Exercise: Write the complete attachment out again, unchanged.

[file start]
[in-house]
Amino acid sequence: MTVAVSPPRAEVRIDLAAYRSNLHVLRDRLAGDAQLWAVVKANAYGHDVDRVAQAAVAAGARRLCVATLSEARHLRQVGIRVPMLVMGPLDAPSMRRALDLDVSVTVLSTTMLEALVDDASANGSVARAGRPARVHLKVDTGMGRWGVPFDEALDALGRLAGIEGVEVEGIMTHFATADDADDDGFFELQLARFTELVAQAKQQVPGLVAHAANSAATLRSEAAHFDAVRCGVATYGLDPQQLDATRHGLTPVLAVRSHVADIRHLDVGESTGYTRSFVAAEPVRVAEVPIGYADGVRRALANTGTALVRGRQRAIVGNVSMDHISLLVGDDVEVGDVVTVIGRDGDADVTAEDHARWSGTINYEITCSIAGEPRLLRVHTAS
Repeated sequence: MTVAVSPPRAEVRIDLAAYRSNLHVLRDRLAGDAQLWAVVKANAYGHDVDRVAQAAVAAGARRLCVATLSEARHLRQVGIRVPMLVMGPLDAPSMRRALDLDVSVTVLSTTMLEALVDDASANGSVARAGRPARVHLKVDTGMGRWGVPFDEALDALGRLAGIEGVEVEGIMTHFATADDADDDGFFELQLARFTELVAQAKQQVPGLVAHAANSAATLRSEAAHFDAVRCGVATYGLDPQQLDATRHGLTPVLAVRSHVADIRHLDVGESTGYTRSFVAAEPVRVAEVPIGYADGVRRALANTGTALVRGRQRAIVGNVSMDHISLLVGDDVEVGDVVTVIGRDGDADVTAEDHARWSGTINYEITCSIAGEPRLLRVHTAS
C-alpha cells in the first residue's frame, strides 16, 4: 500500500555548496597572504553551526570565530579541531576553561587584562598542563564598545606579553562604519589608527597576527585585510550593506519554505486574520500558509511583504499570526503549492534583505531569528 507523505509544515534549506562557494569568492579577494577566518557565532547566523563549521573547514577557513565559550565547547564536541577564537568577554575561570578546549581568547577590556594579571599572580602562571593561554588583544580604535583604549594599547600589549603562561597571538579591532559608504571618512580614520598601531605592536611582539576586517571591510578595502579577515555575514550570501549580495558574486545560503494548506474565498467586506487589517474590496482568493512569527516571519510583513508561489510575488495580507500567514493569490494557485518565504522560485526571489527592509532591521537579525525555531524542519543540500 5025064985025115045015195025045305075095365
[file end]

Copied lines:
[in-house]
Amino acid sequence: MTVAVSPPRAEVRIDLAAYRSNLHVLRDRLAGDAQLWAVVKANAYGHDVDRVAQAAVAAGARRLCVATLSEARHLRQVGIRVPMLVMGPLDAPSMRRALDLDVSVTVLSTTMLEALVDDASANGSVARAGRPARVHLKVDTGMGRWGVPFDEALDALGRLAGIEGVEVEGIMTHFATADDADDDGFFELQLARFTELVAQAKQQVPGLVAHAANSAATLRSEAAHFDAVRCGVATYGLDPQQLDATRHGLTPVLAVRSHVADIRHLDVGESTGYTRSFVAAEPVRVAEVPIGYADGVRRALANTGTALVRGRQRAIVGNVSMDHISLLVGDDVEVGDVVTVIGRDGDADVTAEDHARWSGTINYEITCSIAGEPRLLRVHTAS
Repeated sequence: MTVAVSPPRAEVRIDLAAYRSNLHVLRDRLAGDAQLWAVVKANAYGHDVDRVAQAAVAAGARRLCVATLSEARHLRQVGIRVPMLVMGPLDAPSMRRALDLDVSVTVLSTTMLEALVDDASANGSVARAGRPARVHLKVDTGMGRWGVPFDEALDALGRLAGIEGVEVEGIMTHFATADDADDDGFFELQLARFTELVAQAKQQVPGLVAHAANSAATLRSEAAHFDAVRCGVATYGLDPQQLDATRHGLTPVLAVRSHVADIRHLDVGESTGYTRSFVAAEPVRVAEVPIGYADGVRRALANTGTALVRGRQRAIVGNVSMDHISLLVGDDVEVGDVVTVIGRDGDADVTAEDHARWSGTINYEITCSIAGEPRLLRVHTAS
C-alpha cells in the first residue's frame, strides 16, 4: 500500500555548496597572504553551526570565530579541531576553561587584562598542563564598545606579553562604519589608527597576527585585510550593506519554505486574520500558509511583504499570526503549492534583505531569528 507523505509544515534549506562557494569568492579577494577566518557565532547566523563549521573547514577557513565559550565547547564536541577564537568577554575561570578546549581568547577590556594579571599572580602562571593561554588583544580604535583604549594599547600589549603562561597571538579591532559608504571618512580614520598601531605592536611582539576586517571591510578595502579577515555575514550570501549580495558574486545560503494548506474565498467586506487589517474590496482568493512569527516571519510583513508561489510575488495580507500567514493569490494557485518565504522560485526571489527592509532591521537579525525555531524542519543540500 5025064985025115045015195025045305075095365